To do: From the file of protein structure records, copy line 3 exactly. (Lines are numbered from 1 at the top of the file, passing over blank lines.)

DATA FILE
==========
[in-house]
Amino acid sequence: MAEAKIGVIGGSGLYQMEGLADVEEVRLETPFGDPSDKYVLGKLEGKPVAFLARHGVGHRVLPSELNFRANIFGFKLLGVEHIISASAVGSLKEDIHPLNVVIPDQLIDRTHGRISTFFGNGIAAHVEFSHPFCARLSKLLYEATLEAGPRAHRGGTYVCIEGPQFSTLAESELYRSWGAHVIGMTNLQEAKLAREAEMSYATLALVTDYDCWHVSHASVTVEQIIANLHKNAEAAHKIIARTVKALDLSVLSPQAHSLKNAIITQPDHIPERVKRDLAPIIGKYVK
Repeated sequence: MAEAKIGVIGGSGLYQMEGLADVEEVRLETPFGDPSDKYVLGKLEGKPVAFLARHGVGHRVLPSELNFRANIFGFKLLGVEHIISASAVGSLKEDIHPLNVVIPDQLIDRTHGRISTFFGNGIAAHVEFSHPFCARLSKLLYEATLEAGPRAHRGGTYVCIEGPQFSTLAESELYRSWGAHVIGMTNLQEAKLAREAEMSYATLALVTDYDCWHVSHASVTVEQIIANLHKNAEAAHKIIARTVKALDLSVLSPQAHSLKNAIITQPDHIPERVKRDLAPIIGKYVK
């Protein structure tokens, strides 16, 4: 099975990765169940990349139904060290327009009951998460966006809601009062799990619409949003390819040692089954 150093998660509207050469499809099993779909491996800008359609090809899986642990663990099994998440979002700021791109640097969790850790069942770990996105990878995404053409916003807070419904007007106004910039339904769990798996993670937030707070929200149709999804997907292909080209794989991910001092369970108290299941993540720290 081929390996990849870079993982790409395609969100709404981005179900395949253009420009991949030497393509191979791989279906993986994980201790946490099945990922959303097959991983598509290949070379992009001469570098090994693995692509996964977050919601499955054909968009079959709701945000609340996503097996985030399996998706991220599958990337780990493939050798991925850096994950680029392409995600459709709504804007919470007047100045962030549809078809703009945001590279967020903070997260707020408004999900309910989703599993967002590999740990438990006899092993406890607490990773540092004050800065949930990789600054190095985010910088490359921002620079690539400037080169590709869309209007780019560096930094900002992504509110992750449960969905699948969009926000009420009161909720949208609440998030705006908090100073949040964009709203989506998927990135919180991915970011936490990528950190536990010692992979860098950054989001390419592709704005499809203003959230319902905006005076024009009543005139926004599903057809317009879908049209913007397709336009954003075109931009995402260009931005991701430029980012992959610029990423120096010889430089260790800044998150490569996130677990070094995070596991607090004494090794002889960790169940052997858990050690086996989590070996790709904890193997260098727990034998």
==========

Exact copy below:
Repeated sequence: MAEAKIGVIGGSGLYQMEGLADVEEVRLETPFGDPSDKYVLGKLEGKPVAFLARHGVGHRVLPSELNFRANIFGFKLLGVEHIISASAVGSLKEDIHPLNVVIPDQLIDRTHGRISTFFGNGIAAHVEFSHPFCARLSKLLYEATLEAGPRAHRGGTYVCIEGPQFSTLAESELYRSWGAHVIGMTNLQEAKLAREAEMSYATLALVTDYDCWHVSHASVTVEQIIANLHKNAEAAHKIIARTVKALDLSVLSPQAHSLKNAIITQPDHIPERVKRDLAPIIGKYVK